Validation case studies

“Validation” describes the comparison of numerical model output with physical observations in cases where the observations are sufficiently-complete and of sufficient quality so that the performance of the numerical model can be assessed [131], [130]. Roughly speaking, validation can happen when the observations or data are better than the model, so the comparison measures the quality of the numerical model and not merely errors in, or incompleteness of, the data. Because of the difficulty of measuring boundary conditions for real ice flows, this situation is not automatic in glaciology, or even common.1 Nonetheless we try two cases, first where PISM is applied on millimeter scale to model a laboratory experiment, and second for a large-scale ice flow in which all uncertainties of bedrock topography, basal sliding, and subglacial hydrology are removed, namely a present-day ice shelf.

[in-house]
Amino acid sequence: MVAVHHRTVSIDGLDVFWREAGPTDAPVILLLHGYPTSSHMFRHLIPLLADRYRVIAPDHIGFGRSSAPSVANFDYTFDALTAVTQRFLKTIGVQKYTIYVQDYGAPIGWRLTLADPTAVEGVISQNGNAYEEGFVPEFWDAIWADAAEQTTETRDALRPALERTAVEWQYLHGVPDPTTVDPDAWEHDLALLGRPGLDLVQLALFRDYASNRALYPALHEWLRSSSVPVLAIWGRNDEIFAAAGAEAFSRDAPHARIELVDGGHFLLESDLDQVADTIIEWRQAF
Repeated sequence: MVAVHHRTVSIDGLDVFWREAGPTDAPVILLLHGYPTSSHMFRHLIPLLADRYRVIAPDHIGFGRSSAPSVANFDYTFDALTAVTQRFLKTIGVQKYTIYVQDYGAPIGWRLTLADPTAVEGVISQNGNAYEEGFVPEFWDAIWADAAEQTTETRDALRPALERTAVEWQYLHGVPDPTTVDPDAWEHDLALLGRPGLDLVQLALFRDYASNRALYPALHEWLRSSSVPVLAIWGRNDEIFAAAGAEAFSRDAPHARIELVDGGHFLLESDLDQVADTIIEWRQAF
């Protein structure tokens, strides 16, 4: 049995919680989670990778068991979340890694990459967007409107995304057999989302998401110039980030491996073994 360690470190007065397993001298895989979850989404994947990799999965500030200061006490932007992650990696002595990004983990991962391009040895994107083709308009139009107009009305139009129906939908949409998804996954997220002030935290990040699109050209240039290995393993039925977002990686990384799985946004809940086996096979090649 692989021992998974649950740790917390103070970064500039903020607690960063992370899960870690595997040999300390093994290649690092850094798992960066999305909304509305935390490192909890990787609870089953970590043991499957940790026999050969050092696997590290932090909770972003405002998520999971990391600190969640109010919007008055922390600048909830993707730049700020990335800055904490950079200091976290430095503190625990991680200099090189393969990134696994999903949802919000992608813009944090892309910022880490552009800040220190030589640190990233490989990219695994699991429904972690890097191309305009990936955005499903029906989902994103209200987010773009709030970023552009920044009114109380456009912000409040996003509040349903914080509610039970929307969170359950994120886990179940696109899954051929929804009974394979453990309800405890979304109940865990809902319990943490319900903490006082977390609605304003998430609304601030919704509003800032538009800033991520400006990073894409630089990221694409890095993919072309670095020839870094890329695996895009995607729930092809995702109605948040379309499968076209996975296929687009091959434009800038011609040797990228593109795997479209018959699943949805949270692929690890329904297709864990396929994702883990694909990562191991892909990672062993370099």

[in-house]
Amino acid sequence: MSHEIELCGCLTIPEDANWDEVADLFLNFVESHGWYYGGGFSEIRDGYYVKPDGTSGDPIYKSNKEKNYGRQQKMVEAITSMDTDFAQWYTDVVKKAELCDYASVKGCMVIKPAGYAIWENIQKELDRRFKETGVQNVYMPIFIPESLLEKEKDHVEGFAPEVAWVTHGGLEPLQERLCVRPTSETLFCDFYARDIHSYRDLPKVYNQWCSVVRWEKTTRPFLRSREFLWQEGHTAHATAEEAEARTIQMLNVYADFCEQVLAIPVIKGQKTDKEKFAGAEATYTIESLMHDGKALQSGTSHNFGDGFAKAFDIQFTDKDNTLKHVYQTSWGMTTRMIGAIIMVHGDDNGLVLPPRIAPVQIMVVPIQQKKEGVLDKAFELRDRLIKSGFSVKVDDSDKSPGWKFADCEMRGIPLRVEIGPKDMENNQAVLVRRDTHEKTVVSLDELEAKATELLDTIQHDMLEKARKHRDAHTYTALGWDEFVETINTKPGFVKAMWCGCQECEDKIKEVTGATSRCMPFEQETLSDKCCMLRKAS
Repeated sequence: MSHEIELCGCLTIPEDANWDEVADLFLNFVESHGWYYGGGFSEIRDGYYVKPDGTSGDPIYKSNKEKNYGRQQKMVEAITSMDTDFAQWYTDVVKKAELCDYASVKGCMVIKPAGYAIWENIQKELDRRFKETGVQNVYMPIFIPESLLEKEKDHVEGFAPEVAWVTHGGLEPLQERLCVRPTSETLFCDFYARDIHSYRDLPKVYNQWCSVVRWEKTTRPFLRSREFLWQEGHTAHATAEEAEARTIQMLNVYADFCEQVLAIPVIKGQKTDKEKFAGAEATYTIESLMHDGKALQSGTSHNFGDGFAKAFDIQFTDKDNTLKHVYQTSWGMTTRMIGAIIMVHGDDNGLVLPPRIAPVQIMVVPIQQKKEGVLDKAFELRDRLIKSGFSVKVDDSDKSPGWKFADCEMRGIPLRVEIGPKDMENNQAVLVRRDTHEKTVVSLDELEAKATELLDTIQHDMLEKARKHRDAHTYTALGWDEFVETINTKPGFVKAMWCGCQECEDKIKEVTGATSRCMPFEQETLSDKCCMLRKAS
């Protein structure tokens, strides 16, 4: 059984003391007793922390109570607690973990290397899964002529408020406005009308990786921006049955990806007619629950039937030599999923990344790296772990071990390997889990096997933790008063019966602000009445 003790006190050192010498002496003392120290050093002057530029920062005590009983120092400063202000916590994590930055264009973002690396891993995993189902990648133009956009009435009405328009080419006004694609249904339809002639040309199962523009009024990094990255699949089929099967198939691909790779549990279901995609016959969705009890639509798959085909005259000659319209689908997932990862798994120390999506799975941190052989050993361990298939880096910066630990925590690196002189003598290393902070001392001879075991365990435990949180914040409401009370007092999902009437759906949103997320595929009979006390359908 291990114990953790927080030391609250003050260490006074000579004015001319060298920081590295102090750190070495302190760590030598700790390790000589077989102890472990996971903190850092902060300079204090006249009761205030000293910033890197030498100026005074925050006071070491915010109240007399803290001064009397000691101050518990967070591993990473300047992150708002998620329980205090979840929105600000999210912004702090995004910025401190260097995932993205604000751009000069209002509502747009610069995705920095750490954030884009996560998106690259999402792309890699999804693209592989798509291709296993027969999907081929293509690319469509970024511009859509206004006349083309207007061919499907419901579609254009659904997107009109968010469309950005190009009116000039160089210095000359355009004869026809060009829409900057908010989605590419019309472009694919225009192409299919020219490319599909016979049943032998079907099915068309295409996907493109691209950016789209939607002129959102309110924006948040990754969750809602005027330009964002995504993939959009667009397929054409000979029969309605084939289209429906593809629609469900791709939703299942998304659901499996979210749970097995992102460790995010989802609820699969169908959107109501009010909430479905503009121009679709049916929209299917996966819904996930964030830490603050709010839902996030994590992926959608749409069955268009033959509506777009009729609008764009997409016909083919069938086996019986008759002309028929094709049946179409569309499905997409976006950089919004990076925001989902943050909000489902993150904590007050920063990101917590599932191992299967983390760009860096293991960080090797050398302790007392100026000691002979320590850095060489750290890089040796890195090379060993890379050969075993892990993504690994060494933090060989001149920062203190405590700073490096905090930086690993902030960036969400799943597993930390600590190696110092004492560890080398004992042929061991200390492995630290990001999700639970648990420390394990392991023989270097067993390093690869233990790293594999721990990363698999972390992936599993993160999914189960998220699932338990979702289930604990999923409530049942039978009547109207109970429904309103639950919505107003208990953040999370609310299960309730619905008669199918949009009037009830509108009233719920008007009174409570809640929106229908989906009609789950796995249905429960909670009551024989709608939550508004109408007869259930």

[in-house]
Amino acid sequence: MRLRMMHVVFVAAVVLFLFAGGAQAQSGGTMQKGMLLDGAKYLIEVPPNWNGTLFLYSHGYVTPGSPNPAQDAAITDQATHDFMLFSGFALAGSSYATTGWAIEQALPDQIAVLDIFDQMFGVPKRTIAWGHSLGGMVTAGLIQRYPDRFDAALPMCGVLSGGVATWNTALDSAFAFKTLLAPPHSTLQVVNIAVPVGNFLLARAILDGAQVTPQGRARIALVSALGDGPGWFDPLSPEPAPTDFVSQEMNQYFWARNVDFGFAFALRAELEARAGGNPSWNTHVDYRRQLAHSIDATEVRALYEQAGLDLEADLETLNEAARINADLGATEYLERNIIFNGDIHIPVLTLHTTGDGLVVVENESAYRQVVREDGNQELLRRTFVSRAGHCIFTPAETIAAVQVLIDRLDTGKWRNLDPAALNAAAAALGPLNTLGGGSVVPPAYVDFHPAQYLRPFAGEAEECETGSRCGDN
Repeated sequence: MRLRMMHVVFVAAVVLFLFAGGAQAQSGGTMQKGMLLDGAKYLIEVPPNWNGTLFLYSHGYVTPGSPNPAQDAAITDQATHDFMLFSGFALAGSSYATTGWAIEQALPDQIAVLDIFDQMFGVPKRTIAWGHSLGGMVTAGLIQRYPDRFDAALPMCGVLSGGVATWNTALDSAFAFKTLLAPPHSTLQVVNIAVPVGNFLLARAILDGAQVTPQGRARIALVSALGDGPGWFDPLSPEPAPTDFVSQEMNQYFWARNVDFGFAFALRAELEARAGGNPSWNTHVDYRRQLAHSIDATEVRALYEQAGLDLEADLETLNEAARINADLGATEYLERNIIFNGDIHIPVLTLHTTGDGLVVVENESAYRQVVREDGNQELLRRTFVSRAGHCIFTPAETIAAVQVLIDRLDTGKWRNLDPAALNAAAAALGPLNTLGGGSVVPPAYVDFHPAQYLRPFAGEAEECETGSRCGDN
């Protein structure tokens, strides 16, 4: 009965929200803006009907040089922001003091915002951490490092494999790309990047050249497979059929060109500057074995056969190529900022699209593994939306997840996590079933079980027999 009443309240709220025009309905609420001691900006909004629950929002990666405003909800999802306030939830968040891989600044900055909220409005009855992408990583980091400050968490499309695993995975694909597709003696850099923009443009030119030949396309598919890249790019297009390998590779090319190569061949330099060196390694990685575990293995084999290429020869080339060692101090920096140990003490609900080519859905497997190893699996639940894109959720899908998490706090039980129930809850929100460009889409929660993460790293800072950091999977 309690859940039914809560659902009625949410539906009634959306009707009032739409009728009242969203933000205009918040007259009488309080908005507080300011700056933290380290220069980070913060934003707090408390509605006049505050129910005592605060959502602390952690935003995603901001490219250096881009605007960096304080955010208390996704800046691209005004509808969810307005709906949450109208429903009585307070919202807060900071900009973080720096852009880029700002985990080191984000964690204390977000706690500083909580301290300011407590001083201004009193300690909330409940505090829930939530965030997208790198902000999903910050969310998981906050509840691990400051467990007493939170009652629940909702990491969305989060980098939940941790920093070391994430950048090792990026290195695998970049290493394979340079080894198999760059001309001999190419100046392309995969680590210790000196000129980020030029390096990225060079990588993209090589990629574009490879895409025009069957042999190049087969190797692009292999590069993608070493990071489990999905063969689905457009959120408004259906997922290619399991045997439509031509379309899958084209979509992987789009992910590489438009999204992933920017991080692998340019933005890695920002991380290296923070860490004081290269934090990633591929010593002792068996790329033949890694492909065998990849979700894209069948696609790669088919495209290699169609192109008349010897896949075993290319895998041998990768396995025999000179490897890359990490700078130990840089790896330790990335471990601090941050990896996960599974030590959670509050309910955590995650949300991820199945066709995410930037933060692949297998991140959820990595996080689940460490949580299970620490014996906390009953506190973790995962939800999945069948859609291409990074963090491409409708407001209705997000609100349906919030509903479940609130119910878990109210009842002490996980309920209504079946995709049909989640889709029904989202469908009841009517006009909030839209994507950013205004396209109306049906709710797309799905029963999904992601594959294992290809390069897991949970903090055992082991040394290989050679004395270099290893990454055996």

Which explains the rise of “simplified geometry intercomparisons”; see section Simplified geometry experiments.

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